When I first wrote about Spellbreak, the battle royale whose battles royale evoke Avatar: The Last Airbender more than Battle Royale, I said that its combat was so good that it could form the backbone of a myriad of other kinds of games, including a more traditional deathmatch. Now that’s exactly what’s happening. And by exactly, I mean sort of.
Tomorrow, developer Proletariat Inc is dropping Spellbreak’s first big content update, “Prologue: The Gathering Storm.” The biggest addition is a new mode called Clash, which I got to try out in a recent play session with developers from Proletariat. On paper, it sounds like team deathmatch: two teams of nine players throw down until one manages to score 50 eliminations. “Last person standing” rules go out the window in favor of rapid respawns that see players soar down from on high like avenging angels. The map—still Spellbreak’s main map—is sectioned off to create smaller arenas that are larger than the final couple circles in battle royale mode, but not by much. It’s very fun, the sort of mode where you can just cut loose and fight like an idiot instead of cautiously skulking around, gripped by the ever-present fear of inevitable death.
Much like Spellbreak itself, though, it’s still its own thing. Players begin matches in a battle royale-like fashion, with a brief period of time in which the map is more open, and players roam to collect gear and level up their abilities. Then the circle closes and fences players into one of several developer-curated locations. When players die, they hold onto their hard-earned loot but also drop a copy of their loadout, ensuring that other players can rapidly gear up, too. Midway through pretty much any Clash match, everybody is rocking legendary-level gear, meaning they have plenty of mana and brief cooldown times on abilities that let them dodge, leap, fly, turn invisible, and all that other good stuff.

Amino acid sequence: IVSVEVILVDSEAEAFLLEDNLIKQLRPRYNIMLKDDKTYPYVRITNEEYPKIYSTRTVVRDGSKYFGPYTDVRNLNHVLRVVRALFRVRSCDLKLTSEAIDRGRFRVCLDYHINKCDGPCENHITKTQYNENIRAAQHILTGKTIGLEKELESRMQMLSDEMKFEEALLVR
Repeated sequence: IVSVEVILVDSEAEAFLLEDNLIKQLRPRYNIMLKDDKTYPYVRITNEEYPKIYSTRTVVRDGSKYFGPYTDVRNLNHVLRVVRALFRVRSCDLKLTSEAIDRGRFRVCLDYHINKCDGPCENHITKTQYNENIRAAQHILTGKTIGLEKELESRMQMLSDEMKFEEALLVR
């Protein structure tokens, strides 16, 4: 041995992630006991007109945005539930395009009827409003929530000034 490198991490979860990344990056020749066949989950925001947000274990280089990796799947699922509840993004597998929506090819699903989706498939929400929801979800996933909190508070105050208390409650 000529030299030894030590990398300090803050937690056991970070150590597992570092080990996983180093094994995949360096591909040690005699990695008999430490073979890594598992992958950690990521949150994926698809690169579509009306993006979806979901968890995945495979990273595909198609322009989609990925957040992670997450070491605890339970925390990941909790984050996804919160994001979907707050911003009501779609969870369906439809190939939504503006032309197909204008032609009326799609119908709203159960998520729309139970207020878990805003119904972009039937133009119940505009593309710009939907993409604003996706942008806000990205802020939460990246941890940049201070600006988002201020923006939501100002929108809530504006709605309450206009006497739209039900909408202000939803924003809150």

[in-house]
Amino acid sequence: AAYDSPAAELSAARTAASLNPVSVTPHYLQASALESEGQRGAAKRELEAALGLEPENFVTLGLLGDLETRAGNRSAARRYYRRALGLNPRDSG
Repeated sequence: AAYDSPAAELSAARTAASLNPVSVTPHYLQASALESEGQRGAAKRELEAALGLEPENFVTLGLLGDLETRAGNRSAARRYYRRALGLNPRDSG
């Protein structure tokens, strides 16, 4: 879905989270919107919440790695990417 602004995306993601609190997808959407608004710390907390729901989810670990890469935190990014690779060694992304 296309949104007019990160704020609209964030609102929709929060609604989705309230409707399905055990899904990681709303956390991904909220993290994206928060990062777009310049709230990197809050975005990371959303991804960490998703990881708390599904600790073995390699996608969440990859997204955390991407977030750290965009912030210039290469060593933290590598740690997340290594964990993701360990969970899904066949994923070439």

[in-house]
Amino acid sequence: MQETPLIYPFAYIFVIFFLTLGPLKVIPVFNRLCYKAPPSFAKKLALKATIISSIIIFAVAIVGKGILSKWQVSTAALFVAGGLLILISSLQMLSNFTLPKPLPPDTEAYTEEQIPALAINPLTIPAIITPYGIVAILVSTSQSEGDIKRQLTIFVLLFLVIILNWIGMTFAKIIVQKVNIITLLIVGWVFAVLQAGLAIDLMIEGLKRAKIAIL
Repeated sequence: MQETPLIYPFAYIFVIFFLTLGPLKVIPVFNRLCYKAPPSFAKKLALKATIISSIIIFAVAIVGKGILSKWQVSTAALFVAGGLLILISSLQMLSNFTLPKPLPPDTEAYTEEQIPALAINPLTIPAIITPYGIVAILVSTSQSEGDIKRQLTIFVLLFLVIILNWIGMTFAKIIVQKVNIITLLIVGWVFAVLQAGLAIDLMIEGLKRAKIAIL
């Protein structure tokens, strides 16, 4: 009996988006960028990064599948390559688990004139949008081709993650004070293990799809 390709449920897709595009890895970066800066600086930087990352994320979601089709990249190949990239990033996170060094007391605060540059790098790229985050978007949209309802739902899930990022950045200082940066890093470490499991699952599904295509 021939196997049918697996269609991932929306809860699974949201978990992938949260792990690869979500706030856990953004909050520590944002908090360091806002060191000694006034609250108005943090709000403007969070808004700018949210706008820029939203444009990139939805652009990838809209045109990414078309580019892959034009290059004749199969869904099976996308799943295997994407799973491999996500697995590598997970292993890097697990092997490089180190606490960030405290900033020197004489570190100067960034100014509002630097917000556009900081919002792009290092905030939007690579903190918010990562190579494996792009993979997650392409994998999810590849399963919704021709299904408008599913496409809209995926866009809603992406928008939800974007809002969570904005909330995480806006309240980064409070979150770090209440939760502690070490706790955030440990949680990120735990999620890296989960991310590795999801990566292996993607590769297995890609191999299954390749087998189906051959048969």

If the goal is quick, immediately gratifying combat, though, why the build up?
“We actually tried a version where everyone started at level four with all legendary gear,” Proletariat CEO Seth Sivak told Kotaku over a Discord voice call. “And it was just like, chaos—complete chaos in like a really small area.”
“It’s good to have a relatively low-stress [option],” said design director Jesse Kurlancheek. “You’ll see players start their sessions with a round or two of Clash and end their sessions with a round or two of Clash, just because it’s a good ramp in. You don’t have to worry too much if you die off the bat or whatever.”
After playing for about an hour, I found this to be true. The stress that sometimes plagues me (and causes me to fight like a flailing dummy) in battle royale mode was nowhere to be found. I racked up kill after kill. It felt great, especially when I was using my rock gauntlet/Featherfall rune combo to soar over an especially hilly arena, spot active skirmishes, and slam down into them. There, I’d pick up a kill or two, or if things got too hairy, I’d use Featherfall to twirl-dance my way back into the sky and begin the process anew.
The number of skirmishes going on at any given moment meant that it actually was chaos, but a manageable sort where, if worse came to worst, I’d just get another chance to make my mark a handful of seconds later. For those who were initially turned off by Spellbreak because it’s a battle royale, this will likely be the mode for you. It is all pretty mindless, however, so I could see it getting old fairly quickly.